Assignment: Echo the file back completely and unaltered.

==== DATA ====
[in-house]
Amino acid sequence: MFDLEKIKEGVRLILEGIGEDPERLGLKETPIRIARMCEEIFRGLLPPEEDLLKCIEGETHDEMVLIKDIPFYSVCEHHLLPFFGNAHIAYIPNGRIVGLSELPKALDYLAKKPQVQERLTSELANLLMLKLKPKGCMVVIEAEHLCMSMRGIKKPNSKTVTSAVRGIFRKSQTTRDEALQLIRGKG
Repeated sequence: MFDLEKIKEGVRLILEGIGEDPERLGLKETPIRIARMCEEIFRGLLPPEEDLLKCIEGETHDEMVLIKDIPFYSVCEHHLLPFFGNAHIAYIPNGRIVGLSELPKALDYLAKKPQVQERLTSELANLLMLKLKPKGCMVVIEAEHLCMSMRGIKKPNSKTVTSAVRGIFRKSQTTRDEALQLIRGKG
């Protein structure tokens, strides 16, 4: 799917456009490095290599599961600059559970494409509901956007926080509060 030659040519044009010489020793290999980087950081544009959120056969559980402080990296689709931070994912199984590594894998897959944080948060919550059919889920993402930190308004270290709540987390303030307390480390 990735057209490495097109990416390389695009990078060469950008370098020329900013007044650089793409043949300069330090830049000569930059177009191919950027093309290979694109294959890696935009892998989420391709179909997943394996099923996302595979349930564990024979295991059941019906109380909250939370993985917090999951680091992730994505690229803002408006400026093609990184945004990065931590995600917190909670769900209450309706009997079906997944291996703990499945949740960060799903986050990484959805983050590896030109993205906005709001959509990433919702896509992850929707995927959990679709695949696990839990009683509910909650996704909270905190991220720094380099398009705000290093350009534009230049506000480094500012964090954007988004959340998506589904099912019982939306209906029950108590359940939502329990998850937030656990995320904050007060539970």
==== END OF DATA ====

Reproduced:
[in-house]
Amino acid sequence: MFDLEKIKEGVRLILEGIGEDPERLGLKETPIRIARMCEEIFRGLLPPEEDLLKCIEGETHDEMVLIKDIPFYSVCEHHLLPFFGNAHIAYIPNGRIVGLSELPKALDYLAKKPQVQERLTSELANLLMLKLKPKGCMVVIEAEHLCMSMRGIKKPNSKTVTSAVRGIFRKSQTTRDEALQLIRGKG
Repeated sequence: MFDLEKIKEGVRLILEGIGEDPERLGLKETPIRIARMCEEIFRGLLPPEEDLLKCIEGETHDEMVLIKDIPFYSVCEHHLLPFFGNAHIAYIPNGRIVGLSELPKALDYLAKKPQVQERLTSELANLLMLKLKPKGCMVVIEAEHLCMSMRGIKKPNSKTVTSAVRGIFRKSQTTRDEALQLIRGKG
């Protein structure tokens, strides 16, 4: 799917456009490095290599599961600059559970494409509901956007926080509060 030659040519044009010489020793290999980087950081544009959120056969559980402080990296689709931070994912199984590594894998897959944080948060919550059919889920993402930190308004270290709540987390303030307390480390 990735057209490495097109990416390389695009990078060469950008370098020329900013007044650089793409043949300069330090830049000569930059177009191919950027093309290979694109294959890696935009892998989420391709179909997943394996099923996302595979349930564990024979295991059941019906109380909250939370993985917090999951680091992730994505690229803002408006400026093609990184945004990065931590995600917190909670769900209450309706009997079906997944291996703990499945949740960060799903986050990484959805983050590896030109993205906005709001959509990433919702896509992850929707995927959990679709695949696990839990009683509910909650996704909270905190991220720094380099398009705000290093350009534009230049506000480094500012964090954007988004959340998506589904099912019982939306209906029950108590359940939502329990998850937030656990995320904050007060539970």